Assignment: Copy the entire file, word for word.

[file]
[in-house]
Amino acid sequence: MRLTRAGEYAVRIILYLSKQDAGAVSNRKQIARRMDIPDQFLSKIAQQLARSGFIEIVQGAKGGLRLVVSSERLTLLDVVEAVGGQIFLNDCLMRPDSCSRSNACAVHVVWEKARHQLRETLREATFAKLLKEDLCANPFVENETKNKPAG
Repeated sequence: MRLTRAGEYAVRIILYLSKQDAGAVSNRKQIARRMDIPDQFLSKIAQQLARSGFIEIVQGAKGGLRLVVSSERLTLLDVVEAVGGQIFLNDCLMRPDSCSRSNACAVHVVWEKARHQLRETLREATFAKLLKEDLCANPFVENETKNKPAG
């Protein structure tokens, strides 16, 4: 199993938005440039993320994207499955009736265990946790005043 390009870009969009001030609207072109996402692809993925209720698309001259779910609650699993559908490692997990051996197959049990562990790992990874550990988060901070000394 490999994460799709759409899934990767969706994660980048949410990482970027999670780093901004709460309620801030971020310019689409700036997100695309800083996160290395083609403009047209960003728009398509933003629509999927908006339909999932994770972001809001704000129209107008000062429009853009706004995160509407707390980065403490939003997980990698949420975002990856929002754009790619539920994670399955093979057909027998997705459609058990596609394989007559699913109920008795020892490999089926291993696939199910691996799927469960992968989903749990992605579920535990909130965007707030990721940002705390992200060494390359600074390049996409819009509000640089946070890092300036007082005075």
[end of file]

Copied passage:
[in-house]
Amino acid sequence: MRLTRAGEYAVRIILYLSKQDAGAVSNRKQIARRMDIPDQFLSKIAQQLARSGFIEIVQGAKGGLRLVVSSERLTLLDVVEAVGGQIFLNDCLMRPDSCSRSNACAVHVVWEKARHQLRETLREATFAKLLKEDLCANPFVENETKNKPAG
Repeated sequence: MRLTRAGEYAVRIILYLSKQDAGAVSNRKQIARRMDIPDQFLSKIAQQLARSGFIEIVQGAKGGLRLVVSSERLTLLDVVEAVGGQIFLNDCLMRPDSCSRSNACAVHVVWEKARHQLRETLREATFAKLLKEDLCANPFVENETKNKPAG
């Protein structure tokens, strides 16, 4: 199993938005440039993320994207499955009736265990946790005043 390009870009969009001030609207072109996402692809993925209720698309001259779910609650699993559908490692997990051996197959049990562990790992990874550990988060901070000394 490999994460799709759409899934990767969706994660980048949410990482970027999670780093901004709460309620801030971020310019689409700036997100695309800083996160290395083609403009047209960003728009398509933003629509999927908006339909999932994770972001809001704000129209107008000062429009853009706004995160509407707390980065403490939003997980990698949420975002990856929002754009790619539920994670399955093979057909027998997705459609058990596609394989007559699913109920008795020892490999089926291993696939199910691996799927469960992968989903749990992605579920535990909130965007707030990721940002705390992200060494390359600074390049996409819009509000640089946070890092300036007082005075």